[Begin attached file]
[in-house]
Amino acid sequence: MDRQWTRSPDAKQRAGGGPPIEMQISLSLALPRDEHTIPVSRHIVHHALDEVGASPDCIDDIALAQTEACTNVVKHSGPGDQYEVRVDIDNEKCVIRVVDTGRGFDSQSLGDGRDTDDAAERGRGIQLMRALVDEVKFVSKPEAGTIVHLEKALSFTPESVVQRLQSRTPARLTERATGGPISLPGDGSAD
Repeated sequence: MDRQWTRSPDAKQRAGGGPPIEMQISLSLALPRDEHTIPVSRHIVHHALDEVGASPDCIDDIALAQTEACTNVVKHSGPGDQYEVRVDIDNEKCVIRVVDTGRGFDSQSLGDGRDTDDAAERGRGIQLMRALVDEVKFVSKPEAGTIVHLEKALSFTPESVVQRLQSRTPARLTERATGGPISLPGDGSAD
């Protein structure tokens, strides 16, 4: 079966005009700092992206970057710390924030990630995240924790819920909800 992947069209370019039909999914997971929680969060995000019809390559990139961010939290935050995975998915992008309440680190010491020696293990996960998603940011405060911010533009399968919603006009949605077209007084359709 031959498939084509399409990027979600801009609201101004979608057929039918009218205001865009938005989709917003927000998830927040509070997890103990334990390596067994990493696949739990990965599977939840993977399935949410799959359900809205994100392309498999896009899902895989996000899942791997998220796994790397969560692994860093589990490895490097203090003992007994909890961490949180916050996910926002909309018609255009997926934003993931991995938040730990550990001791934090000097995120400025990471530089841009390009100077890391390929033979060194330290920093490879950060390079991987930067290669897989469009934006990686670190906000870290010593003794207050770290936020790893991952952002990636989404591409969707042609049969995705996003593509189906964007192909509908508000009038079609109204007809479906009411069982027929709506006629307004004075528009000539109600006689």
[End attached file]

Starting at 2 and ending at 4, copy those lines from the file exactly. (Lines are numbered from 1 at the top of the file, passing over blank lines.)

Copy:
Amino acid sequence: MDRQWTRSPDAKQRAGGGPPIEMQISLSLALPRDEHTIPVSRHIVHHALDEVGASPDCIDDIALAQTEACTNVVKHSGPGDQYEVRVDIDNEKCVIRVVDTGRGFDSQSLGDGRDTDDAAERGRGIQLMRALVDEVKFVSKPEAGTIVHLEKALSFTPESVVQRLQSRTPARLTERATGGPISLPGDGSAD
Repeated sequence: MDRQWTRSPDAKQRAGGGPPIEMQISLSLALPRDEHTIPVSRHIVHHALDEVGASPDCIDDIALAQTEACTNVVKHSGPGDQYEVRVDIDNEKCVIRVVDTGRGFDSQSLGDGRDTDDAAERGRGIQLMRALVDEVKFVSKPEAGTIVHLEKALSFTPESVVQRLQSRTPARLTERATGGPISLPGDGSAD
């Protein structure tokens, strides 16, 4: 079966005009700092992206970057710390924030990630995240924790819920909800 992947069209370019039909999914997971929680969060995000019809390559990139961010939290935050995975998915992008309440680190010491020696293990996960998603940011405060911010533009399968919603006009949605077209007084359709 031959498939084509399409990027979600801009609201101004979608057929039918009218205001865009938005989709917003927000998830927040509070997890103990334990390596067994990493696949739990990965599977939840993977399935949410799959359900809205994100392309498999896009899902895989996000899942791997998220796994790397969560692994860093589990490895490097203090003992007994909890961490949180916050996910926002909309018609255009997926934003993931991995938040730990550990001791934090000097995120400025990471530089841009390009100077890391390929033979060194330290920093490879950060390079991987930067290669897989469009934006990686670190906000870290010593003794207050770290936020790893991952952002990636989404591409969707042609049969995705996003593509189906964007192909509908508000009038079609109204007809479906009411069982027929709506006629307004004075528009000539109600006689």